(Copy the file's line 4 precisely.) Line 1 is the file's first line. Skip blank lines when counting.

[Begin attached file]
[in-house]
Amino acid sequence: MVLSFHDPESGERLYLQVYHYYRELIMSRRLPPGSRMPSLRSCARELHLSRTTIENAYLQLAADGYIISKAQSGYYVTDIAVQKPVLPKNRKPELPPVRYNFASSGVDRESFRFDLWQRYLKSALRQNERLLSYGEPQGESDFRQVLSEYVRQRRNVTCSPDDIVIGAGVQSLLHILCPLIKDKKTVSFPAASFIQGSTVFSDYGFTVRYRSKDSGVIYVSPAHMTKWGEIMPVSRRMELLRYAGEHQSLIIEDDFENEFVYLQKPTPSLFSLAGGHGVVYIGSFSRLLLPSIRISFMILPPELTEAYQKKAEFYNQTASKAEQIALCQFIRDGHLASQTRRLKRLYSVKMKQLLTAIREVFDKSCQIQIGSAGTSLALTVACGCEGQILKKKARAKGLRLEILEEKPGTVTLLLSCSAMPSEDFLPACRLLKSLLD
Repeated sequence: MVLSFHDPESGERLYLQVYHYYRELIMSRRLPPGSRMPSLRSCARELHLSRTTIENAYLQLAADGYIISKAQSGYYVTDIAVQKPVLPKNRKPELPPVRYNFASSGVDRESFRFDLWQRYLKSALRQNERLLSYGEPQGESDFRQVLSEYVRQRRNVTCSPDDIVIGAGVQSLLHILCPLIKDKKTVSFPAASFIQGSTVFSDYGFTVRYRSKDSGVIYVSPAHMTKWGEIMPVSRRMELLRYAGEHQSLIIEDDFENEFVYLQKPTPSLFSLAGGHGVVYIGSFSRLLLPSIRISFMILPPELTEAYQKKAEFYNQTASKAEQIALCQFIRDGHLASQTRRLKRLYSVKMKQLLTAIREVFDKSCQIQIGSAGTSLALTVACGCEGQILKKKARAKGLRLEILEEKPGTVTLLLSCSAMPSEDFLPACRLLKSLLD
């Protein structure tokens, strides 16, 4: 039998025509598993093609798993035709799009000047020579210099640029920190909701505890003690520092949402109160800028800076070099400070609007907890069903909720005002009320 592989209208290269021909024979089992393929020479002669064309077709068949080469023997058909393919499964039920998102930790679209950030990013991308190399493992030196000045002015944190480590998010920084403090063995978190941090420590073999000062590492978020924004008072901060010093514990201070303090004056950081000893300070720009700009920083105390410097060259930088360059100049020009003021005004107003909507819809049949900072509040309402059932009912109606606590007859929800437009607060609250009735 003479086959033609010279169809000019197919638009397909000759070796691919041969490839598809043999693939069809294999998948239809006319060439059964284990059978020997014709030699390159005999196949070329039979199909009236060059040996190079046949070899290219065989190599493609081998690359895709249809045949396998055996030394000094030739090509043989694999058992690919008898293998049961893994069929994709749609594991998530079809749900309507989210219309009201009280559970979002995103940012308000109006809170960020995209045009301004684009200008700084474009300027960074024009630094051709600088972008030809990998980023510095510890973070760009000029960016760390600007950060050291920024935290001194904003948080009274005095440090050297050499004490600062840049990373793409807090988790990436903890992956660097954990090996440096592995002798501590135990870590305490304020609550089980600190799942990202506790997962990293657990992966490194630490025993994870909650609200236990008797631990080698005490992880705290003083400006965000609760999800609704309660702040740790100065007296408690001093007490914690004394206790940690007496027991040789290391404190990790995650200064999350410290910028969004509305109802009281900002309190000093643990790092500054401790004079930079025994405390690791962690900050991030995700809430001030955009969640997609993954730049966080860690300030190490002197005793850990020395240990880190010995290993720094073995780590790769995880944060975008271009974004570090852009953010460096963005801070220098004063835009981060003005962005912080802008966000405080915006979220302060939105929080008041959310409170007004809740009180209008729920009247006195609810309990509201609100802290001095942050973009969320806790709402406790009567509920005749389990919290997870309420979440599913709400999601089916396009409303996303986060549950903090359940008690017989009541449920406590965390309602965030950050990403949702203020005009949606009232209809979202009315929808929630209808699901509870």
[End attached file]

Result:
């Protein structure tokens, strides 16, 4: 039998025509598993093609798993035709799009000047020579210099640029920190909701505890003690520092949402109160800028800076070099400070609007907890069903909720005002009320 592989209208290269021909024979089992393929020479002669064309077709068949080469023997058909393919499964039920998102930790679209950030990013991308190399493992030196000045002015944190480590998010920084403090063995978190941090420590073999000062590492978020924004008072901060010093514990201070303090004056950081000893300070720009700009920083105390410097060259930088360059100049020009003021005004107003909507819809049949900072509040309402059932009912109606606590007859929800437009607060609250009735 003479086959033609010279169809000019197919638009397909000759070796691919041969490839598809043999693939069809294999998948239809006319060439059964284990059978020997014709030699390159005999196949070329039979199909009236060059040996190079046949070899290219065989190599493609081998690359895709249809045949396998055996030394000094030739090509043989694999058992690919008898293998049961893994069929994709749609594991998530079809749900309507989210219309009201009280559970979002995103940012308000109006809170960020995209045009301004684009200008700084474009300027960074024009630094051709600088972008030809990998980023510095510890973070760009000029960016760390600007950060050291920024935290001194904003948080009274005095440090050297050499004490600062840049990373793409807090988790990436903890992956660097954990090996440096592995002798501590135990870590305490304020609550089980600190799942990202506790997962990293657990992966490194630490025993994870909650609200236990008797631990080698005490992880705290003083400006965000609760999800609704309660702040740790100065007296408690001093007490914690004394206790940690007496027991040789290391404190990790995650200064999350410290910028969004509305109802009281900002309190000093643990790092500054401790004079930079025994405390690791962690900050991030995700809430001030955009969640997609993954730049966080860690300030190490002197005793850990020395240990880190010995290993720094073995780590790769995880944060975008271009974004570090852009953010460096963005801070220098004063835009981060003005962005912080802008966000405080915006979220302060939105929080008041959310409170007004809740009180209008729920009247006195609810309990509201609100802290001095942050973009969320806790709402406790009567509920005749389990919290997870309420979440599913709400999601089916396009409303996303986060549950903090359940008690017989009541449920406590965390309602965030950050990403949702203020005009949606009232209809979202009315929808929630209808699901509870």